Tuesday, February 16, 2010

What I’m Watching: Burn Notice

Burn Notice: Season 3, Episode 13 “Enemies Closer” (B+)

I think this is the first time I’ve seen everything truly hit the fan and elicit real rage from all of the characters. Fiona and Madeline have shown their fair share of resentment towards Michael, but I haven’t seen that kind of fury in Sam before. Michael also doesn’t actually yell that much, especially not at his friends. There were death threats aplenty in this episode, setting the stakes as all the more serious this time around. “Burn Notice,” more than most shows I currently watch, likes to incorporate recurring characters on a regular basis. For someone like me who didn’t watch season one, it’s hard to recall whether we’ve seen these people before or whether we’re simply supposed to take Michael’s word for it that this is an old friend of his who has now become a client. In any case, Michael sure has made a lot of enemies over the years who aren’t quite enemies but still manage to drag him into all of their illicit business and then come crying to him for help when things go sour. It’s refreshing to see that Michael isn’t messing around with Gilroy anymore and stop playing dumb, at least a little bit. Nate’s arrival with his new wife didn’t quite go over well, and while Madeline’s dislike of her new daughter-in-law was entertaining, it was Michael’s reaction that was perhaps the most interesting and enjoyable. Clearly, Michael is the number one son since Nate’s never around and is hardly as dependable as Michael, but it’s weird to think of Michael having any family besides his three trusted companions: Fiona, Sam, and his mother.

What I’m Watching: 30 Rock

30 Rock: Season 4, Episode 13 “Anna Howard Shaw Day” (B+)

While Liz’s hallucinations don’t usually get me, this time around things worked out pretty well. The exciting return of past Liz Lemon boyfriends Jon Hamm, Dean Winters, and Jason Sudeikis was a nice treat, and it’s fun to see them all act together in the midst of Liz’s wild fantasy Valentine’s Day reunion. Her seemingly brilliant decision to schedule a root canal on Valentine’s Day to combat societal notions played out fantastically when she ended up needing someone to accompany her to ensure that she got home safely and could find no one. Liz’s phone call was amazing, calling the receptionist sister, but not because she’s black, because Liz is black too, but then realizing that they’re going to meet each other so she wouldn’t be able to pull that lie off. Jack’s courtship of Avery Jessup was amusing, particularly for the way that she didn’t fall for all of the important phone calls he got from his assistant. Elizabeth Banks was great in the role, and her previous employment at Peace Corp where they drilled for oil instead of the Peace Corps was hilarious. It makes sense that Jenna would be more obsessed with her stalker than he was with her, and while that montage of creepy moments where he popped out of somewhere and she started screaming was somewhat entertaining, I’m glad that it was Kenneth who came to her rescue and was there for her to cut off a strand of her hair. Who knew this absurdist Valentine’s Day could be such a blast?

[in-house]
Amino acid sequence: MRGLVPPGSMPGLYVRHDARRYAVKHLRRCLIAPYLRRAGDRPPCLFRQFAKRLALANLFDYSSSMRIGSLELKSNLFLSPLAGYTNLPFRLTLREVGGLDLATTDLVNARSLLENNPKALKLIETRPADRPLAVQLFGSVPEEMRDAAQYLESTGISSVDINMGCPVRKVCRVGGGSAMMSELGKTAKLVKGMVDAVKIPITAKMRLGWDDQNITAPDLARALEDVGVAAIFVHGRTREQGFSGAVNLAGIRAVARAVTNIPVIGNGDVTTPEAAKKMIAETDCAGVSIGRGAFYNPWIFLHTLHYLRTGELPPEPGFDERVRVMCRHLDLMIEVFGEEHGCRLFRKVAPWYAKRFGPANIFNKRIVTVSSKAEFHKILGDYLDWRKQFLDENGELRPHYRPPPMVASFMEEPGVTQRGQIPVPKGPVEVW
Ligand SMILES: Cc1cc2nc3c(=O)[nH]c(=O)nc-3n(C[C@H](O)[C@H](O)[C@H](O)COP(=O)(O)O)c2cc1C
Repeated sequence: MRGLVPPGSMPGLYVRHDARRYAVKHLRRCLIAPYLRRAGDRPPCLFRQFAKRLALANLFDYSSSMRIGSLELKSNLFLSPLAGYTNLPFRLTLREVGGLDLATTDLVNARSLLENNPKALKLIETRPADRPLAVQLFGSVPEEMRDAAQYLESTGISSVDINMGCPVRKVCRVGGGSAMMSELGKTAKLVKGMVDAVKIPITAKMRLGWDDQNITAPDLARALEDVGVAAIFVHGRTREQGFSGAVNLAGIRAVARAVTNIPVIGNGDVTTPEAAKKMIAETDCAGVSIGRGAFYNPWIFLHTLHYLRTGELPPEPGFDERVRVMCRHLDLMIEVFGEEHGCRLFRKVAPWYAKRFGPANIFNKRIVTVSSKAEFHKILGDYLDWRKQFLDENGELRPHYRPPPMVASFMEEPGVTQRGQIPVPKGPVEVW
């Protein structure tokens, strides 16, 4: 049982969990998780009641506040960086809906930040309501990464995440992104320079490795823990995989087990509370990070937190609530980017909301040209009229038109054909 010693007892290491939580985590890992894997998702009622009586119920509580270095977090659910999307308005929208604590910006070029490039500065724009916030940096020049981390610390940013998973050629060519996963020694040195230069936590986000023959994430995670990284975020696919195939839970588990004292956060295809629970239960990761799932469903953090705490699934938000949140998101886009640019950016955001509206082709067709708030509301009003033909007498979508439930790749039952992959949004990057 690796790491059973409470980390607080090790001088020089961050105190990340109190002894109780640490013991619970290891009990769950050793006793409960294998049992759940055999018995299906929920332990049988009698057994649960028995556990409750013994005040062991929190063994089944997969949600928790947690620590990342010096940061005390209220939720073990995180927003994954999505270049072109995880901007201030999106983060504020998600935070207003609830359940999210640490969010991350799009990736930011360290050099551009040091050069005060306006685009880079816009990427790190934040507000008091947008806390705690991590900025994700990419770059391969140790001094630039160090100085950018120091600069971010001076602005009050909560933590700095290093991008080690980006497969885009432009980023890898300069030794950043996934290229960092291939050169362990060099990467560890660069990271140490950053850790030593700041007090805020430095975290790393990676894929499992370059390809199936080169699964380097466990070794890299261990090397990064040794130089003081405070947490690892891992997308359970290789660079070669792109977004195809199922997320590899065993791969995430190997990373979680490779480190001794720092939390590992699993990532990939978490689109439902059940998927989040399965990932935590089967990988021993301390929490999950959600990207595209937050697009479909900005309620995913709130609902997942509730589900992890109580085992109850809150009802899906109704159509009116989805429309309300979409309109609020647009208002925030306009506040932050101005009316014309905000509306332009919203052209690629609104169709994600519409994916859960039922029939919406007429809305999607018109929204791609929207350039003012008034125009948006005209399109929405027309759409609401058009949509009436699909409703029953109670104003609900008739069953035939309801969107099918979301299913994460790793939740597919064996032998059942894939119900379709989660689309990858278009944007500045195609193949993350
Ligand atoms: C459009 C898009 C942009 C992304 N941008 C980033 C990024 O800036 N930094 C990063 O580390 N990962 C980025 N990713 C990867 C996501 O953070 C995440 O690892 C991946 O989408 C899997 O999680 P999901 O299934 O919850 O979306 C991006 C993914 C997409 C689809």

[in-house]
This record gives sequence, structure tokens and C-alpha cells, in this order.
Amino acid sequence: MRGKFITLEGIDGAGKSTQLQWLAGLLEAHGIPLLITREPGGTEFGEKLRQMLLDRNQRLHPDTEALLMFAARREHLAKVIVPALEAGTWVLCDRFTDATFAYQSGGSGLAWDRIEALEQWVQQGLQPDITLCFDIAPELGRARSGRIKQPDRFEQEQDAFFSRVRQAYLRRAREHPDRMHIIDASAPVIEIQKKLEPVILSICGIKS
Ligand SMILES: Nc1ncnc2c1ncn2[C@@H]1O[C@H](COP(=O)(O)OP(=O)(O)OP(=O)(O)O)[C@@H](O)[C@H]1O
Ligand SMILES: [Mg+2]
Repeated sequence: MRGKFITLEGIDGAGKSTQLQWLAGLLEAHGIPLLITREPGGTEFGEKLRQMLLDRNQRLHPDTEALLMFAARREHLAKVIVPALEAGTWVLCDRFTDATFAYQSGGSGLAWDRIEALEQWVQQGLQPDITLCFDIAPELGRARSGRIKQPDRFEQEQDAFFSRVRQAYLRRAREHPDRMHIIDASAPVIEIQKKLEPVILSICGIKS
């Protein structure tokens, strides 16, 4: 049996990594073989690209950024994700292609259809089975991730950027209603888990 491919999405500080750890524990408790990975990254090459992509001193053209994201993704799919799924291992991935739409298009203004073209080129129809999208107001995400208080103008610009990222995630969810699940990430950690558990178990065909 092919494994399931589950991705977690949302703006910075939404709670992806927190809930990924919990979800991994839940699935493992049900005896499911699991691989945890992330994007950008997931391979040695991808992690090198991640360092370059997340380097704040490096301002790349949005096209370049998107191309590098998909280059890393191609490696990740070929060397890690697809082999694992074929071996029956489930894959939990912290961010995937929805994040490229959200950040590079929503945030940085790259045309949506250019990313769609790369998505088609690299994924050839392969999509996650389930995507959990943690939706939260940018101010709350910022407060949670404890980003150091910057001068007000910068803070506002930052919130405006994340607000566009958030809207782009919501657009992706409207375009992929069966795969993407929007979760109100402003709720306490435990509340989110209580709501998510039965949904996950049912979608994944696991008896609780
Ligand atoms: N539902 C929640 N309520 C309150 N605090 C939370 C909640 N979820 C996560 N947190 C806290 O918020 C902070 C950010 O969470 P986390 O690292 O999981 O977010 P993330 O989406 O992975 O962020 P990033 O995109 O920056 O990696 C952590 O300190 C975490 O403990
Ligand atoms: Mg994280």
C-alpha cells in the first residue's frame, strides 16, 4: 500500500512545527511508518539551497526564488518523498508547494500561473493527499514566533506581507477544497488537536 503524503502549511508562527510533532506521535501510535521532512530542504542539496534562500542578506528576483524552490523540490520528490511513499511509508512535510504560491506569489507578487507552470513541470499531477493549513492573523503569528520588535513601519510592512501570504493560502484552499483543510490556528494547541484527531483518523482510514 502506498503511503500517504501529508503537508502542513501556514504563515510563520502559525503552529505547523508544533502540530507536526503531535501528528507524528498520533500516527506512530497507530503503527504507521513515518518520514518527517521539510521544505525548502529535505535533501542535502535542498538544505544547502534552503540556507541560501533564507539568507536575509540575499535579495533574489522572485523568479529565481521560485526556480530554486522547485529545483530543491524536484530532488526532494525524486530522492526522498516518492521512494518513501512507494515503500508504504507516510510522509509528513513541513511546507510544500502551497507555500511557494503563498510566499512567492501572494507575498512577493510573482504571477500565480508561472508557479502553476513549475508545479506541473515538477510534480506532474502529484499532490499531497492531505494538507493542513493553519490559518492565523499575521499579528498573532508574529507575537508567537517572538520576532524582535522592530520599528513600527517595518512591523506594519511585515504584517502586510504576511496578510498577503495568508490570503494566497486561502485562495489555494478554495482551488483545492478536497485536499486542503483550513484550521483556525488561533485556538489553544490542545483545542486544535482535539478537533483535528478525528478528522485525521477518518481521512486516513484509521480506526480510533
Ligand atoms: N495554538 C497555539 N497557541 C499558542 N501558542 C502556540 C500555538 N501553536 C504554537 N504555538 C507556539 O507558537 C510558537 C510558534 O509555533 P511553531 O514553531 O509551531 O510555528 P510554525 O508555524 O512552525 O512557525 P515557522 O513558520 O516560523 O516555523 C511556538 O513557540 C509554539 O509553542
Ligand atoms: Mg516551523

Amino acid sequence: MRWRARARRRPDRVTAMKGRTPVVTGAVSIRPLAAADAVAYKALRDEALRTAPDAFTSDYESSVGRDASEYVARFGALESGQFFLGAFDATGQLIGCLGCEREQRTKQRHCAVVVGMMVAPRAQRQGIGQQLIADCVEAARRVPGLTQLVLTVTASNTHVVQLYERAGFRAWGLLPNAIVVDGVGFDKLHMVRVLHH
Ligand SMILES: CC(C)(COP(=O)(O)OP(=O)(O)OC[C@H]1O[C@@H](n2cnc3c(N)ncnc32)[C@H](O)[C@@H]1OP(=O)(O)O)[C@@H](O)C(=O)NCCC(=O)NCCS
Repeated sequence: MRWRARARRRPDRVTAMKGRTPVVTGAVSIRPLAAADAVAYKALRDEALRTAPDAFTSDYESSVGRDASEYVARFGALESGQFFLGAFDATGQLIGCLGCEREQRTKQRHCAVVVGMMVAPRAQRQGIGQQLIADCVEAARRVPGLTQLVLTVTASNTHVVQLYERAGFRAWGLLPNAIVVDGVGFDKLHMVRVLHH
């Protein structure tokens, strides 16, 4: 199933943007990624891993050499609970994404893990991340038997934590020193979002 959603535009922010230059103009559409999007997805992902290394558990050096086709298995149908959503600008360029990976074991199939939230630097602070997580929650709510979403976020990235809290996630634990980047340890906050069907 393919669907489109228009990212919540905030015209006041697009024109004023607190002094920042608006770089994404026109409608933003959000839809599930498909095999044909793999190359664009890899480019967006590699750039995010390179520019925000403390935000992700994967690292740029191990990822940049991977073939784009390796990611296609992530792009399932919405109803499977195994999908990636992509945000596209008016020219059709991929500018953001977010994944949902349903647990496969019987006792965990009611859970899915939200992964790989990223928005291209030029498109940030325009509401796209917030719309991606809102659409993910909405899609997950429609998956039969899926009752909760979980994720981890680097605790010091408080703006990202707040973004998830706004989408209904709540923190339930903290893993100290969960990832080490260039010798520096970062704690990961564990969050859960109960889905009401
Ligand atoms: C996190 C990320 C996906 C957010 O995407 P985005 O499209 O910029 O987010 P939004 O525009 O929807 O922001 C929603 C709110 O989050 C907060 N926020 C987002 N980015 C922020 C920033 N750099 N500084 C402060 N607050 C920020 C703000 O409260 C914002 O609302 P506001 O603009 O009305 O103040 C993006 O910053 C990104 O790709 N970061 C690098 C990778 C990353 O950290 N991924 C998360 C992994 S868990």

Monday, February 15, 2010

What I’m Watching: The Office

The Office: Season 6, Episode 16 “Manager and Salesman” (B+)

Alas, the incredibly inefficient and less-than-sensible dual manager trial period always had to come to an end. Michael’s inability to process anything or think a decision over until it’s far too late comes in handy for Jim, who finds the idea of unlimited commissions in sales quite appealing. Seeing Jim as the sole manager wasn’t terribly satisfying, and it’s certainly not nearly as entertaining as having the hapless Michael in charge. What’s particularly fun about having Erin around as the secretary slash receptionist is that she’s far more into all of Michael’s shenanigans and impressively willing to play along. Her delivery of the ants on a log to an uninterested Jim was somewhat sad, and her delighted celebration with Michael upon the reclamation of his office was a nice moment for both of them. Unfortunately for Erin, however, Andy’s still just as clueless as he’s ever been, giving Valentine’s Day cards to everyone in the office so that Erin wouldn’t suspect that he liked her. Kelly’s reaction to the whole thing was funny, especially since we haven’t seen much of her lately. Erin in many ways is the new Pam, silently longing for companionship at the receptionist’s desk from a seemingly uninterested coworker, but as I mentioned before, she’s really very different and is definitely her own person. The mutiny being engineered by Dwight and Ryan is not going too well, but it’s still a lot of fun. The guest appearance by Kathy Bates was highly enjoyable, and her interview with the cameras where she talked about how she slept with three of the same men as Truman Capote was a highlight.

What I’m Watching: Parks and Recreation

Parks and Recreation: Season 2, Episode 16 “Galentine’s Day” (B+)

So many shows try to come up with a new way to incorporate the time-honored celebration of Valentine’s Day that it hardly seems like anything new would be possible. Yet the low-key but entertaining Galentine’s Day tradition was pitch-perfect, complimented by Ann’s first time experiencing it and Leslie’s delight at acting out the drama of her mother’s story after hearing it for the umpteenth time. Seeking out the man from the legendary tale with Justin was never going to end well, but it was worthwhile for the way that it exposed Justin’s true nature. I find it incredibly touching that Ron was the one who asked Justin what Leslie thought of the whole situation and that he was kind enough to have the fateful talk with her about him being a tourist and being selfish. It’s another instance of what made this show stand out in its first season finale when Leslie and Mark had a moving heart-to-heart. It makes me so happy that Ron actually cares about Leslie enough to help her realize how she could be happier. The post-credits scene where Justin appeared to be talking to Leslie about how nothing would change and they would still see each other all the time was classic in its revelation that it was not Leslie but Tom worrying about what would become of them. April’s realization that she doesn’t want to have everything she says buried under “fifteen layers of irony,” as she put it, is terrific, and hopefully she and Andy can find true happiness together, at least for a little while. April’s rather condescending conversation with Ann was also a really nice treat.